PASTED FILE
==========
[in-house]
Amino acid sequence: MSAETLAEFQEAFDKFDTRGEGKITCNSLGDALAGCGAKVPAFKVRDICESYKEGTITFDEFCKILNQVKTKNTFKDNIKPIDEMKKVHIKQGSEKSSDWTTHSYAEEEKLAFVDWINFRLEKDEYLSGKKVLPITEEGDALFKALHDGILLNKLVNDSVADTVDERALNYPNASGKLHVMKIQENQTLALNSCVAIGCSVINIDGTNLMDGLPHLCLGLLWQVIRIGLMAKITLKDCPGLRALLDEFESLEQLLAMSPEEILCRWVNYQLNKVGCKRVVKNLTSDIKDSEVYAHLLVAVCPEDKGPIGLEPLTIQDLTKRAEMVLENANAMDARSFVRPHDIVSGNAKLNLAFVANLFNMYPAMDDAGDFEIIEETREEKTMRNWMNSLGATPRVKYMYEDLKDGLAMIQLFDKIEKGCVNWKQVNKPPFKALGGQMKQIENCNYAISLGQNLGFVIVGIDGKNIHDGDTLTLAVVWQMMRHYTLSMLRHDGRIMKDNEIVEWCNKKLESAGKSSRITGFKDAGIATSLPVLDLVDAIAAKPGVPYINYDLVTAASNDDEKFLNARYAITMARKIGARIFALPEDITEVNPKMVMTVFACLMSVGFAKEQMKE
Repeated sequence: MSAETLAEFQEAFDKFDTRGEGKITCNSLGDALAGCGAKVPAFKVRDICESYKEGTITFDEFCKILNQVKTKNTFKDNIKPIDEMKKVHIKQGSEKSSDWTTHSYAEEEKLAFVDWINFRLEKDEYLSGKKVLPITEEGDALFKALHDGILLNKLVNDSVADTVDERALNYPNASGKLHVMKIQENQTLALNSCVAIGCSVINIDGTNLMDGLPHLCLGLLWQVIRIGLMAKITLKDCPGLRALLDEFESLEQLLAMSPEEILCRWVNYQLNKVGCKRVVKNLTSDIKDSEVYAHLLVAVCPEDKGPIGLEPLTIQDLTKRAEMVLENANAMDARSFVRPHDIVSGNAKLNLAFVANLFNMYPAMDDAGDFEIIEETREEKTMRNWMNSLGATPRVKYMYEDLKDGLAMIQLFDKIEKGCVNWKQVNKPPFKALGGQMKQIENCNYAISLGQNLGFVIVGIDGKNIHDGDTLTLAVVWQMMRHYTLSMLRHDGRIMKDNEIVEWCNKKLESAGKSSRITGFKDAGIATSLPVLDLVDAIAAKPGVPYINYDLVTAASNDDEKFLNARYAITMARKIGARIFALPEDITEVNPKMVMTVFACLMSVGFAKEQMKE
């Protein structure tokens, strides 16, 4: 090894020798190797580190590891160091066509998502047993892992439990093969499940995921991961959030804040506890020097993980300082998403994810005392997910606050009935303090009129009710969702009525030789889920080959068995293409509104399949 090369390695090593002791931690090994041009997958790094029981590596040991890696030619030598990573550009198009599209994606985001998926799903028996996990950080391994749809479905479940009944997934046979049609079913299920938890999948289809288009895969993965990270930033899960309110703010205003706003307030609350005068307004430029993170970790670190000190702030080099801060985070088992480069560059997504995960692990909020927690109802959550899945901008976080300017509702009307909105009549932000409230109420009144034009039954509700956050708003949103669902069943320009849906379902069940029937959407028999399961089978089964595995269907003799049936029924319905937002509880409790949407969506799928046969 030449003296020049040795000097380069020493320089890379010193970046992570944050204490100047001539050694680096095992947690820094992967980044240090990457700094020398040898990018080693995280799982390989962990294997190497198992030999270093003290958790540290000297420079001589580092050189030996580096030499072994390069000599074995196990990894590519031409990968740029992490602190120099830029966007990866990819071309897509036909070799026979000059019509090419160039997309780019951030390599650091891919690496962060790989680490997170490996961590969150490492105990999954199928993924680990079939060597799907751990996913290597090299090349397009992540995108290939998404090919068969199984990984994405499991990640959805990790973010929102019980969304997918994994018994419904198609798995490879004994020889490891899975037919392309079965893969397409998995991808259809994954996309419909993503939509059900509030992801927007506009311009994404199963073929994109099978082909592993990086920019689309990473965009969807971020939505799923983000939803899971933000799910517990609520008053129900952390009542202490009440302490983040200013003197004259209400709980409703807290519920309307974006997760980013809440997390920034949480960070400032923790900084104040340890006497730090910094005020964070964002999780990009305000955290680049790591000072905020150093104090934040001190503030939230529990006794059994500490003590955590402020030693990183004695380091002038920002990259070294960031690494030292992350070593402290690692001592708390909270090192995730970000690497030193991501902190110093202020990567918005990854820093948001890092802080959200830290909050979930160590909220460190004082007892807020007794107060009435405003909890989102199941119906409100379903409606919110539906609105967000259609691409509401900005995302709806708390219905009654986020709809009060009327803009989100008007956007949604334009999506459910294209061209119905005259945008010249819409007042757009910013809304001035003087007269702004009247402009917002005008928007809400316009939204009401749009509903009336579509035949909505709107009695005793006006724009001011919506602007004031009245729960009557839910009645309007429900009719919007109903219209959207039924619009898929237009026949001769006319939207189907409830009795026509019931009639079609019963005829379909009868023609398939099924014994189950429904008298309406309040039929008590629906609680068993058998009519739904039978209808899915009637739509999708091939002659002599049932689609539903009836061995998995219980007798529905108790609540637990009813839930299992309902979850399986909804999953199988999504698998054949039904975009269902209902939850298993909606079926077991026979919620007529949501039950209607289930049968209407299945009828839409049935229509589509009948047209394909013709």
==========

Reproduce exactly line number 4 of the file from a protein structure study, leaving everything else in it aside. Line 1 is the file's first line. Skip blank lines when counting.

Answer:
């Protein structure tokens, strides 16, 4: 090894020798190797580190590891160091066509998502047993892992439990093969499940995921991961959030804040506890020097993980300082998403994810005392997910606050009935303090009129009710969702009525030789889920080959068995293409509104399949 090369390695090593002791931690090994041009997958790094029981590596040991890696030619030598990573550009198009599209994606985001998926799903028996996990950080391994749809479905479940009944997934046979049609079913299920938890999948289809288009895969993965990270930033899960309110703010205003706003307030609350005068307004430029993170970790670190000190702030080099801060985070088992480069560059997504995960692990909020927690109802959550899945901008976080300017509702009307909105009549932000409230109420009144034009039954509700956050708003949103669902069943320009849906379902069940029937959407028999399961089978089964595995269907003799049936029924319905937002509880409790949407969506799928046969 030449003296020049040795000097380069020493320089890379010193970046992570944050204490100047001539050694680096095992947690820094992967980044240090990457700094020398040898990018080693995280799982390989962990294997190497198992030999270093003290958790540290000297420079001589580092050189030996580096030499072994390069000599074995196990990894590519031409990968740029992490602190120099830029966007990866990819071309897509036909070799026979000059019509090419160039997309780019951030390599650091891919690496962060790989680490997170490996961590969150490492105990999954199928993924680990079939060597799907751990996913290597090299090349397009992540995108290939998404090919068969199984990984994405499991990640959805990790973010929102019980969304997918994994018994419904198609798995490879004994020889490891899975037919392309079965893969397409998995991808259809994954996309419909993503939509059900509030992801927007506009311009994404199963073929994109099978082909592993990086920019689309990473965009969807971020939505799923983000939803899971933000799910517990609520008053129900952390009542202490009440302490983040200013003197004259209400709980409703807290519920309307974006997760980013809440997390920034949480960070400032923790900084104040340890006497730090910094005020964070964002999780990009305000955290680049790591000072905020150093104090934040001190503030939230529990006794059994500490003590955590402020030693990183004695380091002038920002990259070294960031690494030292992350070593402290690692001592708390909270090192995730970000690497030193991501902190110093202020990567918005990854820093948001890092802080959200830290909050979930160590909220460190004082007892807020007794107060009435405003909890989102199941119906409100379903409606919110539906609105967000259609691409509401900005995302709806708390219905009654986020709809009060009327803009989100008007956007949604334009999506459910294209061209119905005259945008010249819409007042757009910013809304001035003087007269702004009247402009917002005008928007809400316009939204009401749009509903009336579509035949909505709107009695005793006006724009001011919506602007004031009245729960009557839910009645309007429900009719919007109903219209959207039924619009898929237009026949001769006319939207189907409830009795026509019931009639079609019963005829379909009868023609398939099924014994189950429904008298309406309040039929008590629906609680068993058998009519739904039978209808899915009637739509999708091939002659002599049932689609539903009836061995998995219980007798529905108790609540637990009813839930299992309902979850399986909804999953199988999504698998054949039904975009269902209902939850298993909606079926077991026979919620007529949501039950209607289930049968209407299945009828839409049935229509589509009948047209394909013709």